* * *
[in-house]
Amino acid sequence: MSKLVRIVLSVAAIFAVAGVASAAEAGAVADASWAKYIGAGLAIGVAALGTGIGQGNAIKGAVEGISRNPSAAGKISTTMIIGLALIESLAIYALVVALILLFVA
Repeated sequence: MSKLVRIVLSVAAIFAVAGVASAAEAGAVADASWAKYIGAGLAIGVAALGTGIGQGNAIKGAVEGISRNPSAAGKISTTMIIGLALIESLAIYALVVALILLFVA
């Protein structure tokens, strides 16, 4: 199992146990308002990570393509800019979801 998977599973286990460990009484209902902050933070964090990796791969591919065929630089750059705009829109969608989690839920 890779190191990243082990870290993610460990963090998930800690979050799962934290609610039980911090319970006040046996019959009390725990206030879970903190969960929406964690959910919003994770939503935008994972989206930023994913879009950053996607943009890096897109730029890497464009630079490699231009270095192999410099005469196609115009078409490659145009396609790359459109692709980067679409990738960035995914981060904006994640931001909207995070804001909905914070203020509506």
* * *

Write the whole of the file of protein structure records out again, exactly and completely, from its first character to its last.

[in-house]
Amino acid sequence: MSKLVRIVLSVAAIFAVAGVASAAEAGAVADASWAKYIGAGLAIGVAALGTGIGQGNAIKGAVEGISRNPSAAGKISTTMIIGLALIESLAIYALVVALILLFVA
Repeated sequence: MSKLVRIVLSVAAIFAVAGVASAAEAGAVADASWAKYIGAGLAIGVAALGTGIGQGNAIKGAVEGISRNPSAAGKISTTMIIGLALIESLAIYALVVALILLFVA
């Protein structure tokens, strides 16, 4: 199992146990308002990570393509800019979801 998977599973286990460990009484209902902050933070964090990796791969591919065929630089750059705009829109969608989690839920 890779190191990243082990870290993610460990963090998930800690979050799962934290609610039980911090319970006040046996019959009390725990206030879970903190969960929406964690959910919003994770939503935008994972989206930023994913879009950053996607943009890096897109730029890497464009630079490699231009270095192999410099005469196609115009078409490659145009396609790359459109692709980067679409990738960035995914981060904006994640931001909207995070804001909905914070203020509506």